Continuing the podcast discussion on the comparatively low number of female screenwriters, listener Elana writes in to call attention to Deborah Tannen’s book, Talking from 9 to 5: Women and Men at Work:

In the book, she at one point floats the theory that the Glass Ceiling is actually an issue of how confidence is perceived in different groups, and how groups are socialized to express (or not) that confidence starting in childhood. Women, she theorizes, are socialized very early to not speak too well of themselves, whereas young boys are both subtly and overtly rewarded for boasting about themselves a little bit.

I’ve often wondered if the above is at play in screenwriting. So much of screenwriting as a career is not really about the words on the page but much more about how you come into a room and tell terrified people that you can save their asses and fix their franchise. Even at the level of interest [in the profession], I wonder if this is a factor. Perhaps even to submit to the Nicholl or to you guys, or to ask an agent to read your material, one needs to feel comfortable donning the mantle of “I’m probably pretty awesome”? Maybe, even to get interested in screenwriting in a minor way, you have to believe that you are crazy amazing and can beat insane odds.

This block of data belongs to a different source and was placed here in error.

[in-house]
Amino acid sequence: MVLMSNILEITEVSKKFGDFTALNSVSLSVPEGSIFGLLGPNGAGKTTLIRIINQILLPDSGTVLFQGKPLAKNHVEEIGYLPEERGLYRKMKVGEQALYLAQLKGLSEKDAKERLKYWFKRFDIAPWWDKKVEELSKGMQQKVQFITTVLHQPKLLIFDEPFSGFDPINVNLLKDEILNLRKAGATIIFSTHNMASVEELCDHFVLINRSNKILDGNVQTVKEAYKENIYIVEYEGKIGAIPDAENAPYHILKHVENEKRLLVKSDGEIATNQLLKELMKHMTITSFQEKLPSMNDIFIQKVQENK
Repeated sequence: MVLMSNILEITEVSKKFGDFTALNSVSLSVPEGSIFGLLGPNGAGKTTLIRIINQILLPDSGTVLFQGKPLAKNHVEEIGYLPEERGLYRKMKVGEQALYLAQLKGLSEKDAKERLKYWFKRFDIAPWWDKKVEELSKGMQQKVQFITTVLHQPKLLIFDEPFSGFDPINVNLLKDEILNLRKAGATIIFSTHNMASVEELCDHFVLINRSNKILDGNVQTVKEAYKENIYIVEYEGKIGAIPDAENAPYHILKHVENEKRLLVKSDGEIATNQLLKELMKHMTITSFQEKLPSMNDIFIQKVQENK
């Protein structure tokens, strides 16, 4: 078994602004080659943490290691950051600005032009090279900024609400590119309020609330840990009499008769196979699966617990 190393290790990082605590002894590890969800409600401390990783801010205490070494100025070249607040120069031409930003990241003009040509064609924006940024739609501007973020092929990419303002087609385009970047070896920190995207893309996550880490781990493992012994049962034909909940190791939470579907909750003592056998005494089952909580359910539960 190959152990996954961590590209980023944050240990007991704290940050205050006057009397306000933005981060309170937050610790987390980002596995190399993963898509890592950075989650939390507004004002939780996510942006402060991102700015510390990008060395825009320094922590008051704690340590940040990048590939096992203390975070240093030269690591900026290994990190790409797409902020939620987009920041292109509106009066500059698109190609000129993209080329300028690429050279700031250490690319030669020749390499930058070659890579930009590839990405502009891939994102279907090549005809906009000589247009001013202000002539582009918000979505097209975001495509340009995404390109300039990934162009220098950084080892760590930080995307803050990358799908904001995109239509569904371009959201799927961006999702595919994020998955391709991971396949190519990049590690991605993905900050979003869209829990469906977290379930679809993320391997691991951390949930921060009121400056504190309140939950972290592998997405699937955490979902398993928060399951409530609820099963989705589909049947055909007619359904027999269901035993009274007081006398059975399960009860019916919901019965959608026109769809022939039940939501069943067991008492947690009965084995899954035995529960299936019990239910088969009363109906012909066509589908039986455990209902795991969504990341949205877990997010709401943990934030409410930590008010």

I am just speculating, but I would be prepared to believe that men, on a population level, are more likely to do that than women. That might account for some of the difference in interest levels.

To me, this speaks to the importance of modeling. Often, you don’t aspire to become something until you see someone like you achieve it. The best way to get more female screenwriters (and directors) is to raise the visibility of those we already have.